Slide-Co Patio Locks: Problems

Today a customer asked me to put a lock cylinder in a sliding glass door so I got out a Slide-Co SC1 cylinder I had bought for the purpose.   Had to rekey the cylinder so I started unscrewing the cap and discovered that the cylinder turned without even having a key in it.  When I took the cylinder apart I discovered that all of the top pins are actually bottom pins.

Slideco with pointed bottom pins being used as top pins.  This is very insecure.  Nearly any key would work.  In fact I turned this lock with my fingernail.
Slideco with pointed bottom pins being used as top pins. This is very insecure. Nearly any key would work. In fact I turned this lock with my fingernail.

Lazy locksmiths use bottom pins as top pins because it makes nearly every key work when put into the cylinder.  If you use one bottom pin as a top pin, nearly half of the possible bottom pins will still work for that chamber.  If you aren’t able to picture that, know this: the security of the cylinder is compromised if somebody does this in a few chambers.  If they do it in all of the chambers, they may as well not put any pins in the cylinder at all.  The cylinder I had would literally open if I used my fingernail.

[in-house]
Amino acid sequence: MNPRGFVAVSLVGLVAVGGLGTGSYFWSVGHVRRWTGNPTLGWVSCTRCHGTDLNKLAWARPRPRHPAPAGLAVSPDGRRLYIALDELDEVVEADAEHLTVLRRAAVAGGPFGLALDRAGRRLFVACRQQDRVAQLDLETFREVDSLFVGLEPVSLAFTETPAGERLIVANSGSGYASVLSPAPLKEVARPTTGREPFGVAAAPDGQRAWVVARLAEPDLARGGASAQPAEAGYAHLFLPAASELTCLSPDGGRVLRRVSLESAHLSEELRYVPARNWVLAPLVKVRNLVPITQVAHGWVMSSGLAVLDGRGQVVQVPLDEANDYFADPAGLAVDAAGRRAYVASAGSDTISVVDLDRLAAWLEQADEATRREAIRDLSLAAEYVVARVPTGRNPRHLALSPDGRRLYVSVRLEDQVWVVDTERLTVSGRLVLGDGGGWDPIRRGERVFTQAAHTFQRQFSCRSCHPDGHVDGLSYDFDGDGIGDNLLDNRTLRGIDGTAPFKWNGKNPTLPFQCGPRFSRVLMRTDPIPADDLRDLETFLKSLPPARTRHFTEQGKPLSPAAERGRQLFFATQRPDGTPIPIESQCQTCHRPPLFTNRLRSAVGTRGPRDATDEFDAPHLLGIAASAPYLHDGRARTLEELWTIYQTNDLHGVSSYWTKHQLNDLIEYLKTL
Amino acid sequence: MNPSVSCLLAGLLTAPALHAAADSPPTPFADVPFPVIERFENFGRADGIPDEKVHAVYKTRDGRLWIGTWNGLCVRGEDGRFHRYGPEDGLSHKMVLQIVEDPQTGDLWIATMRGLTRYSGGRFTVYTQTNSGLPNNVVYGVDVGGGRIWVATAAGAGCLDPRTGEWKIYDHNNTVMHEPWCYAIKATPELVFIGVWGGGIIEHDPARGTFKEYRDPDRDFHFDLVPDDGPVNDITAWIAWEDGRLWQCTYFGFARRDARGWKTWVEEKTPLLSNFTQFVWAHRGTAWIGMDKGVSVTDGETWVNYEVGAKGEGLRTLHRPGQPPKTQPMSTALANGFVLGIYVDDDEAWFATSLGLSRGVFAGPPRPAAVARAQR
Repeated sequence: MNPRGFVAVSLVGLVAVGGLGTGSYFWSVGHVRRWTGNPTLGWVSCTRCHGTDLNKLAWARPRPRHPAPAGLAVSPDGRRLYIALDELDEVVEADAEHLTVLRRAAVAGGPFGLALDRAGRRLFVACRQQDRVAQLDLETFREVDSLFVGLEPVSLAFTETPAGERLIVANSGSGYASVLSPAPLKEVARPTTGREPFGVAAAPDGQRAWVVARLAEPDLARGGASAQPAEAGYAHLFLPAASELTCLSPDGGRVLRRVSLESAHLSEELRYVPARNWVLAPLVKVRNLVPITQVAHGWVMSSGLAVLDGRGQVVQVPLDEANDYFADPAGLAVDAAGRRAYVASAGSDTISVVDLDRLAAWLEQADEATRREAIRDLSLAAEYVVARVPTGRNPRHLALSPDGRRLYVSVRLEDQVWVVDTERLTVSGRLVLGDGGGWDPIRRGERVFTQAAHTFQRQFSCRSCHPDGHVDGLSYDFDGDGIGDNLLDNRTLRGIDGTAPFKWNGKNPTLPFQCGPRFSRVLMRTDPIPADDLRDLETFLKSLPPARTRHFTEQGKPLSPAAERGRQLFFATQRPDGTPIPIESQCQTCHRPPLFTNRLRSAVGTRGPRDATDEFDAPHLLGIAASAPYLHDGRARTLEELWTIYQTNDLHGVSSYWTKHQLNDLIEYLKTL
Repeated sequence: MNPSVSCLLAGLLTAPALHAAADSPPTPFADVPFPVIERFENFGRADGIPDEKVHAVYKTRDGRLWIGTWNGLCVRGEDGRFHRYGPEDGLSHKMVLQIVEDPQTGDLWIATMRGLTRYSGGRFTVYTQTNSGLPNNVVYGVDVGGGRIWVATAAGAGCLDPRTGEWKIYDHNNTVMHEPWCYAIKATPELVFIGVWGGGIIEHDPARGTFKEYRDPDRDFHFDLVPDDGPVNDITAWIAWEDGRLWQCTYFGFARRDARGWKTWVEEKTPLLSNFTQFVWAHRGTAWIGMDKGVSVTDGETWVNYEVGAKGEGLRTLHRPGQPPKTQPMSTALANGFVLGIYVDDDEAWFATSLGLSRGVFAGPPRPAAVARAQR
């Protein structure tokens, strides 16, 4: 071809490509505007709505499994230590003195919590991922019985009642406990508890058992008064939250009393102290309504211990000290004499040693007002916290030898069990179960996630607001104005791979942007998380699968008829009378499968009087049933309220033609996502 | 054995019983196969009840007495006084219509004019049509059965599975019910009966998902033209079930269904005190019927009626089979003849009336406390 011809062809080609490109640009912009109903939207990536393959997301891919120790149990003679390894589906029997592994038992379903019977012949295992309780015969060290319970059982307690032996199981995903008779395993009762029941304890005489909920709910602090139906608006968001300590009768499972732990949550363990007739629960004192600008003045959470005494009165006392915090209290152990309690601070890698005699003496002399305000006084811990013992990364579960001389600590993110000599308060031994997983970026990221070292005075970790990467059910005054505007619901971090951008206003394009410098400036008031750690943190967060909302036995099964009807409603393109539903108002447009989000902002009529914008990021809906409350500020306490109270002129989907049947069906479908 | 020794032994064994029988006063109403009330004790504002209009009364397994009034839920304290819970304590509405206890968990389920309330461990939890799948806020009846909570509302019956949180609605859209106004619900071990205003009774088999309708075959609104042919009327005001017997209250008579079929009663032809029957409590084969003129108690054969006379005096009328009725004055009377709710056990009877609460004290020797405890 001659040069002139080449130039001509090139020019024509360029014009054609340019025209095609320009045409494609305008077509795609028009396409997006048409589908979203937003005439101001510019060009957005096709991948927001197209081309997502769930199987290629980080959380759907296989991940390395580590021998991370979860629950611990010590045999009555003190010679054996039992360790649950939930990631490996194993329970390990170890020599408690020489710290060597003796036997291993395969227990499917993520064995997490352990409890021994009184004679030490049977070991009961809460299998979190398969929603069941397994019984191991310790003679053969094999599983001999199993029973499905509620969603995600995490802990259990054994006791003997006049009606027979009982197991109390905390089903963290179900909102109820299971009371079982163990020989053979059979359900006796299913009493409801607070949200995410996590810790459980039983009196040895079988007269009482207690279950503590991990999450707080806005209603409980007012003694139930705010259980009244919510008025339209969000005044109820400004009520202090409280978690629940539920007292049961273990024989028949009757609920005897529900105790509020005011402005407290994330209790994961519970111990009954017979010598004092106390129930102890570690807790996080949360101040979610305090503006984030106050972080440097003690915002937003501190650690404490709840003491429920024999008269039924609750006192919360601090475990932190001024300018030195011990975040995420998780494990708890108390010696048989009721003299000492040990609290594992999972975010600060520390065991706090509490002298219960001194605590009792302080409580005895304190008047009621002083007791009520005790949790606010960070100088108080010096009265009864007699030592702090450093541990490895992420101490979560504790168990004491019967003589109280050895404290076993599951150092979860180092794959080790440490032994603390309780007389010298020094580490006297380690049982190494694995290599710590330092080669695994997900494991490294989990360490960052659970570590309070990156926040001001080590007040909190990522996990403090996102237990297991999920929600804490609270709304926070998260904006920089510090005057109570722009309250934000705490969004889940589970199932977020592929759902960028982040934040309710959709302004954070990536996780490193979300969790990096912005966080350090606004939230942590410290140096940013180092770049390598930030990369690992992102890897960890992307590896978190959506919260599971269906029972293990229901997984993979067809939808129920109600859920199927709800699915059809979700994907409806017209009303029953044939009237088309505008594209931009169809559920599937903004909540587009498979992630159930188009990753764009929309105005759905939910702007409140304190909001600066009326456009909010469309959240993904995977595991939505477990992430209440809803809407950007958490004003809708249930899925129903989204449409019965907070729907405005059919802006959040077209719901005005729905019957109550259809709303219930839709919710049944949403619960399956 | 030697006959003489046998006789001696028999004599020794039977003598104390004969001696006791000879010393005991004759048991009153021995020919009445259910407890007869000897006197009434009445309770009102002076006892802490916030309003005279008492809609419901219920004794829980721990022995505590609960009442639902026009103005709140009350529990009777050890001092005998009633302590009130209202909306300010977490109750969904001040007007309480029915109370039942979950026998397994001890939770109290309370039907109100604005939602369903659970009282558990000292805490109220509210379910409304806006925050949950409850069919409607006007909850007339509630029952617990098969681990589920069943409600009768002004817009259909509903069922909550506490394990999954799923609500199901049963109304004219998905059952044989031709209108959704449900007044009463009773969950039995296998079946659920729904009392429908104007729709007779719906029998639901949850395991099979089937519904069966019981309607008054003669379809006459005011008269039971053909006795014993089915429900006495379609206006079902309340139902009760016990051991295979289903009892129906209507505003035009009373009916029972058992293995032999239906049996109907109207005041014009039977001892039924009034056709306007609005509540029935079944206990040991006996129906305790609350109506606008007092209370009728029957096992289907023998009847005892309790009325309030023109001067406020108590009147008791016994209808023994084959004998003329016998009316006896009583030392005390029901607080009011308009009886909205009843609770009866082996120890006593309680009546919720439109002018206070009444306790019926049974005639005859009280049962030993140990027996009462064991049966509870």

The other issue with this cylinder: the plug came filed down from the factory.  Lazy and inept locksmiths sometimes decide to file the plug in a cylinder down because they are unable to find the proper pins to match the depths in a key, or they want to make multiple keys of different depths work.  This makes the cylinder inherently insecure.  There are certain situations where I can see somebody filing the plug down to make a bunch of people’s keys work but you shouldn’t get a cylinder plug filed down from the factory.  There is really no excuse.

Slideco patio door cylinder direct from the factory with a filed down plug
Slideco patio door cylinder direct from the factory with a filed down plug

What can you do about this?  If you put one of these in your door, make sure that a screwdriver doesn’t turn your sliding door’s lock, and try multiple keys not meant to open that lock to make sure that none of them work.  If the lock fails either of these tests, consider bringing the cylinder to a locksmith to fix the issues I have described.  The top pins need to be replaced for the cylinder to do its job properly.

A better solution would be to buy a better cylinder.  Unfortunately, most patio door and sliding door locks are designed to only work with these terrible after market cylinders.  I am still looking for a proper solution to this problem.

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Bjørn Madsen

I am the Seattle locksmith you've been looking for. High Quality work at a reasonable price delivered in a timely fashion.